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Mortgage Basics 101: What to Know

Personal Finance
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Young couple reading through mortgage terms to understand mortgage basics

A mortgage is a big financial obligation, and if you've never been through the process of obtaining one, it can seem a little daunting. Whether it's understanding the difference between prequalification and preapproval, or figuring out loan terms and managing your monthly payments, here are some mortgage basics to keep in mind.

What Is a Mortgage?

A mortgage is a loan you borrow from a bank, credit union or mortgage lender to purchase a home. These financial institutions will likely look at your credit history, credit score, income and current debt to determine how likely you are to pay back the loan. If you're approved, the lender will decide how much you can borrow, as well as an interest rate.

What Are Loan Terms?

A mortgage loan is typically made up of several components:

Principal: The original amount you borrowed.

Interest: An additional fee the lender charges for loaning you the money, which is typically expressed as a percentage (for example, 3.25%).

Private mortgage insurance (PMI): This is usually what you pay if your down payment is less than 20% of the home's purchase price. PMI usually goes away once you pay down your mortgage balance to 80% of your home's original appraised value.

Prequalification vs. Preapproval

Most mortgage brokers and real estate agents will request that you get preapproved or prequalified for a mortgage before looking for a home.

With prequalification or preapproval, you typically provide the lender with financial information to determine if you qualify for a mortgage loan — and for what amount. The lender then typically provides a prequalification or preapproval letter with this information.

Going through this process can be important because it can indicate to sellers that you're serious about buying a home. Prequalification and preapproval are both terms lenders use for this stage in the process. Each lender may also require different financial information, regardless of which term they use.

Keep in mind that preapproval or prequalification doesn't mean you're guaranteed that specific loan amount from that specific lender. You'll still likely have to go through the mortgage application and final approval process once you find a home you'd like to buy.

How Do I Find the Best Mortgage?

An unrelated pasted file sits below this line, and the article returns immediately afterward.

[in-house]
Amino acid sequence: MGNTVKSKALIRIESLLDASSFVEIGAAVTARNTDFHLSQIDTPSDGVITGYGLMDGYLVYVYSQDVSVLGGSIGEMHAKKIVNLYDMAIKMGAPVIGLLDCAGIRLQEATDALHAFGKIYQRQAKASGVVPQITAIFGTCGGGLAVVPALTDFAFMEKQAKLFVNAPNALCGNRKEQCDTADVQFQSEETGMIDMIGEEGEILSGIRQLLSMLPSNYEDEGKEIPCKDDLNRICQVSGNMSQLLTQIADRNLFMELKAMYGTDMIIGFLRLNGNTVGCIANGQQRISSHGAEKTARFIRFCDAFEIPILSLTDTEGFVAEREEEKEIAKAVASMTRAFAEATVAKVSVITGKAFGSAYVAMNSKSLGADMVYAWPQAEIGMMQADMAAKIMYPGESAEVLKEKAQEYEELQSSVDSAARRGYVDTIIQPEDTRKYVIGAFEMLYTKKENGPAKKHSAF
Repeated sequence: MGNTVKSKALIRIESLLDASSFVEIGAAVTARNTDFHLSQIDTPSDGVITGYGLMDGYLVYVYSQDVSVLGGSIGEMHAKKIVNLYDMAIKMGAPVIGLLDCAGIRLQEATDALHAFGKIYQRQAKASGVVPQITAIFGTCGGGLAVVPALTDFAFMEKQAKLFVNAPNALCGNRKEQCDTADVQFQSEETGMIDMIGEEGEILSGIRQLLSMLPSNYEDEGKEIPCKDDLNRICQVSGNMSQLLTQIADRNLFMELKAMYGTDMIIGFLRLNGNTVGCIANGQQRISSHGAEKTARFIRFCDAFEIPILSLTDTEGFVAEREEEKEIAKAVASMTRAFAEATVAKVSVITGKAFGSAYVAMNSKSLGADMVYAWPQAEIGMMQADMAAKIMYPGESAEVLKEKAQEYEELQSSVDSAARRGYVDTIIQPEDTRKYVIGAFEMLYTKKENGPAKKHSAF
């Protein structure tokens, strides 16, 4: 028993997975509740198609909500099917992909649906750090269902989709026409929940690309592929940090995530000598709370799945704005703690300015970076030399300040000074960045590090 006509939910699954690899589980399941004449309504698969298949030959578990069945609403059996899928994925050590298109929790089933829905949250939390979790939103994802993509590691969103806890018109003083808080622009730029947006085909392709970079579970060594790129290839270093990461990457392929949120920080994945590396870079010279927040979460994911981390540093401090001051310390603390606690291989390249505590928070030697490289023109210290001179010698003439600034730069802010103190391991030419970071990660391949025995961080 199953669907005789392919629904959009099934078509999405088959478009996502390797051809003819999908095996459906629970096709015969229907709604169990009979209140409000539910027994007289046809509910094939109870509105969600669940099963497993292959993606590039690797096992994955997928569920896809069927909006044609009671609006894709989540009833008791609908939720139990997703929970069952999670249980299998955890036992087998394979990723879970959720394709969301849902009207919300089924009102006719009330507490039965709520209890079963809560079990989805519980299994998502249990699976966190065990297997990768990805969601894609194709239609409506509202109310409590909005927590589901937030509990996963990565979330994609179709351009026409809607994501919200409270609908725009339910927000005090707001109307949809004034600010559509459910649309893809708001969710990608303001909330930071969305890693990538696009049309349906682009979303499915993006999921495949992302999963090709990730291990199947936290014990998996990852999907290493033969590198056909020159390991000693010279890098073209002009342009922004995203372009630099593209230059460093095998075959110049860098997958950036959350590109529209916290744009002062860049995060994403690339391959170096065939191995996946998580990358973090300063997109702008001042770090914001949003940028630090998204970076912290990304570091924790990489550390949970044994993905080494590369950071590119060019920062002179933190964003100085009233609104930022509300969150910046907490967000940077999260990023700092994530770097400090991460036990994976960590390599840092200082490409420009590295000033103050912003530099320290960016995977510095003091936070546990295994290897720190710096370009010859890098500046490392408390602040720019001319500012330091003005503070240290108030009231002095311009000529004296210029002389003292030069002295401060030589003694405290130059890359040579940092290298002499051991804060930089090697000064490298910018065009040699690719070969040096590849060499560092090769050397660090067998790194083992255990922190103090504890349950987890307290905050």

The most effective way to find the best mortgage rate is to shop around. If you already have accounts with a specific bank, you may want to check with them first to see what mortgage rates they offer. You could also check out their competitors and do online research to find other mortgage lenders.

You'll likely want to compare interest rates, loan terms and fees. You'll also want to understand how these variables can affect your monthly payment and how they'll affect how much you pay over the course of a 15- or 30-year loan.

How Can I Help Protect My Mortgage?

A home is likely one of the most valuable assets you'll ever own, so you may want to plan ahead by protecting it if you were to lose your income or ability to pay the mortgage payment. One way to do this is with life insurance because it can provide a death benefit, which can help provide your beneficiaries with money that could be put toward paying off your mortgage in the event of your death.

A term life insurance policy provides this protection for a specific period — typically up to 30 years, depending on what policy you have. Whole or universal life insurance offers longer-term protection because these policies are permanent. However, you'll likely want to consider which type of policy makes sense for your budget. And as with any financial decision, it's important to consider which life insurance type is best suited to your overall goals. Consider speaking with a financial representative for more information.

Be Informed About the Mortgage Process

Understanding mortgage basics can help you more confidently navigate the homebuying process. Applying for, acquiring and protecting your mortgage is a huge financial commitment, but being knowledgeable about the process can help you be successful.

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Information provided is general and educational in nature, and all products or services discussed may not be provided by Western & Southern Financial Group or its member companies (“the Company”). The information is not intended to be, and should not be construed as, legal or tax advice. The Company does not provide legal or tax advice. Laws of a specific state or laws relevant to a particular situation may affect the applicability, accuracy, or completeness of this information. Federal and state laws and regulations are complex and are subject to change. The Company makes no warranties with regard to the information or results obtained by its use. The Company disclaims any liability arising out of your use of, or reliance on, the information. Consult an attorney or tax advisor regarding your specific legal or tax situation.